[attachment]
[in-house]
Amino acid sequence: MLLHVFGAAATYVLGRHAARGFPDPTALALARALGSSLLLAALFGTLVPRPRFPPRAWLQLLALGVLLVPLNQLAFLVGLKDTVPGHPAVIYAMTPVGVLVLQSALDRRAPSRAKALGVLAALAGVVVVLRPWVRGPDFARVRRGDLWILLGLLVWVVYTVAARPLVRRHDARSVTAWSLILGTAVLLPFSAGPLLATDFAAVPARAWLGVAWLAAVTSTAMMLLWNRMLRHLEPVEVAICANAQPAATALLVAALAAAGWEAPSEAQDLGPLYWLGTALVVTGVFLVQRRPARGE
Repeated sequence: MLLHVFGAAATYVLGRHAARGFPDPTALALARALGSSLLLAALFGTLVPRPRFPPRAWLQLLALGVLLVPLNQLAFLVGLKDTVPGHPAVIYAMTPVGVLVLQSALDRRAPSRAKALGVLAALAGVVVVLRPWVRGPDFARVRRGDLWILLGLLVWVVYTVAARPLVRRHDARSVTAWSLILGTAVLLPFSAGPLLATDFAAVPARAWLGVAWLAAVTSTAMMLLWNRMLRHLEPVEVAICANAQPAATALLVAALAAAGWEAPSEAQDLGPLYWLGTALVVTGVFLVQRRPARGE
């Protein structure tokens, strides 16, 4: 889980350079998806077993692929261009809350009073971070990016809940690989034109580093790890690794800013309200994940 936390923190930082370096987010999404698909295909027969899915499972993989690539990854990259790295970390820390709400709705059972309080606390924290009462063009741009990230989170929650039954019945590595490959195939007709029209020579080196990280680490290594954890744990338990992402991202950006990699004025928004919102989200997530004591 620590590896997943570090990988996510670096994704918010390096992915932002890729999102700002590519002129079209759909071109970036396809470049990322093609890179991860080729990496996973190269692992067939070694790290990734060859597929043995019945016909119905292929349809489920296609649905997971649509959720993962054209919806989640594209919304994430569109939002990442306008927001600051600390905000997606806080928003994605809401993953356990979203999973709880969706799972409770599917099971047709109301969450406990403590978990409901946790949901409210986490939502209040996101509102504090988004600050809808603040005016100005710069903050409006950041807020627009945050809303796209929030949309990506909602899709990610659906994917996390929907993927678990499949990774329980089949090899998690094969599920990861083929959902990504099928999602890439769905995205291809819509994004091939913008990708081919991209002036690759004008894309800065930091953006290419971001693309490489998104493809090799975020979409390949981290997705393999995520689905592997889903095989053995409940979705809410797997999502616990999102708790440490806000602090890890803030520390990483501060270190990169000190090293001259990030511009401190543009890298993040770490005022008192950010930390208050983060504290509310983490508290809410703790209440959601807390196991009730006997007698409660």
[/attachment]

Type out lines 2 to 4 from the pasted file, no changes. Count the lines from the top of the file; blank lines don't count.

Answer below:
Amino acid sequence: MLLHVFGAAATYVLGRHAARGFPDPTALALARALGSSLLLAALFGTLVPRPRFPPRAWLQLLALGVLLVPLNQLAFLVGLKDTVPGHPAVIYAMTPVGVLVLQSALDRRAPSRAKALGVLAALAGVVVVLRPWVRGPDFARVRRGDLWILLGLLVWVVYTVAARPLVRRHDARSVTAWSLILGTAVLLPFSAGPLLATDFAAVPARAWLGVAWLAAVTSTAMMLLWNRMLRHLEPVEVAICANAQPAATALLVAALAAAGWEAPSEAQDLGPLYWLGTALVVTGVFLVQRRPARGE
Repeated sequence: MLLHVFGAAATYVLGRHAARGFPDPTALALARALGSSLLLAALFGTLVPRPRFPPRAWLQLLALGVLLVPLNQLAFLVGLKDTVPGHPAVIYAMTPVGVLVLQSALDRRAPSRAKALGVLAALAGVVVVLRPWVRGPDFARVRRGDLWILLGLLVWVVYTVAARPLVRRHDARSVTAWSLILGTAVLLPFSAGPLLATDFAAVPARAWLGVAWLAAVTSTAMMLLWNRMLRHLEPVEVAICANAQPAATALLVAALAAAGWEAPSEAQDLGPLYWLGTALVVTGVFLVQRRPARGE
């Protein structure tokens, strides 16, 4: 889980350079998806077993692929261009809350009073971070990016809940690989034109580093790890690794800013309200994940 936390923190930082370096987010999404698909295909027969899915499972993989690539990854990259790295970390820390709400709705059972309080606390924290009462063009741009990230989170929650039954019945590595490959195939007709029209020579080196990280680490290594954890744990338990992402991202950006990699004025928004919102989200997530004591 620590590896997943570090990988996510670096994704918010390096992915932002890729999102700002590519002129079209759909071109970036396809470049990322093609890179991860080729990496996973190269692992067939070694790290990734060859597929043995019945016909119905292929349809489920296609649905997971649509959720993962054209919806989640594209919304994430569109939002990442306008927001600051600390905000997606806080928003994605809401993953356990979203999973709880969706799972409770599917099971047709109301969450406990403590978990409901946790949901409210986490939502209040996101509102504090988004600050809808603040005016100005710069903050409006950041807020627009945050809303796209929030949309990506909602899709990610659906994917996390929907993927678990499949990774329980089949090899998690094969599920990861083929959902990504099928999602890439769905995205291809819509994004091939913008990708081919991209002036690759004008894309800065930091953006290419971001693309490489998104493809090799975020979409390949981290997705393999995520689905592997889903095989053995409940979705809410797997999502616990999102708790440490806000602090890890803030520390990483501060270190990169000190090293001259990030511009401190543009890298993040770490005022008192950010930390208050983060504290509310983490508290809410703790209440959601807390196991009730006997007698409660």